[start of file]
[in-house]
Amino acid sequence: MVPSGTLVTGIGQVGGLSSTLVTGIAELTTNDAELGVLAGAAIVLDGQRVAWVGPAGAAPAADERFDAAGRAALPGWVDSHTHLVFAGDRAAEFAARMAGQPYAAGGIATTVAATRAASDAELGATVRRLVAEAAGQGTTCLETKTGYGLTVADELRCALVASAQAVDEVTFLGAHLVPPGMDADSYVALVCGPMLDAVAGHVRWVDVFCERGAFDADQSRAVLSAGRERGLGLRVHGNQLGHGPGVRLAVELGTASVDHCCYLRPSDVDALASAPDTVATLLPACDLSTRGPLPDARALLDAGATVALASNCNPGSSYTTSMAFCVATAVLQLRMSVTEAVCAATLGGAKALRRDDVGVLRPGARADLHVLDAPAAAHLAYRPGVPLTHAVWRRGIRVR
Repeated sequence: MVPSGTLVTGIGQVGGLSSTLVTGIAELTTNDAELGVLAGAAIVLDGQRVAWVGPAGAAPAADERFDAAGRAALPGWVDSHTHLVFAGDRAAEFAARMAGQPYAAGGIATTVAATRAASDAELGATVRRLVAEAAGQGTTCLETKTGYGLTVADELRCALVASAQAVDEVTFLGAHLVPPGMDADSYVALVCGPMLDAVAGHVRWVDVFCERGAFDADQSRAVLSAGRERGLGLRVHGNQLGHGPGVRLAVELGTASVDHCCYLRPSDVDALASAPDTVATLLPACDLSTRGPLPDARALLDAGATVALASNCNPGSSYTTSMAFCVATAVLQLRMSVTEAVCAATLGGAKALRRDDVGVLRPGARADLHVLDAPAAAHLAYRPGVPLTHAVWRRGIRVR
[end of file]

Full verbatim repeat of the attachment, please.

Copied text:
[in-house]
Amino acid sequence: MVPSGTLVTGIGQVGGLSSTLVTGIAELTTNDAELGVLAGAAIVLDGQRVAWVGPAGAAPAADERFDAAGRAALPGWVDSHTHLVFAGDRAAEFAARMAGQPYAAGGIATTVAATRAASDAELGATVRRLVAEAAGQGTTCLETKTGYGLTVADELRCALVASAQAVDEVTFLGAHLVPPGMDADSYVALVCGPMLDAVAGHVRWVDVFCERGAFDADQSRAVLSAGRERGLGLRVHGNQLGHGPGVRLAVELGTASVDHCCYLRPSDVDALASAPDTVATLLPACDLSTRGPLPDARALLDAGATVALASNCNPGSSYTTSMAFCVATAVLQLRMSVTEAVCAATLGGAKALRRDDVGVLRPGARADLHVLDAPAAAHLAYRPGVPLTHAVWRRGIRVR
Repeated sequence: MVPSGTLVTGIGQVGGLSSTLVTGIAELTTNDAELGVLAGAAIVLDGQRVAWVGPAGAAPAADERFDAAGRAALPGWVDSHTHLVFAGDRAAEFAARMAGQPYAAGGIATTVAATRAASDAELGATVRRLVAEAAGQGTTCLETKTGYGLTVADELRCALVASAQAVDEVTFLGAHLVPPGMDADSYVALVCGPMLDAVAGHVRWVDVFCERGAFDADQSRAVLSAGRERGLGLRVHGNQLGHGPGVRLAVELGTASVDHCCYLRPSDVDALASAPDTVATLLPACDLSTRGPLPDARALLDAGATVALASNCNPGSSYTTSMAFCVATAVLQLRMSVTEAVCAATLGGAKALRRDDVGVLRPGARADLHVLDAPAAAHLAYRPGVPLTHAVWRRGIRVR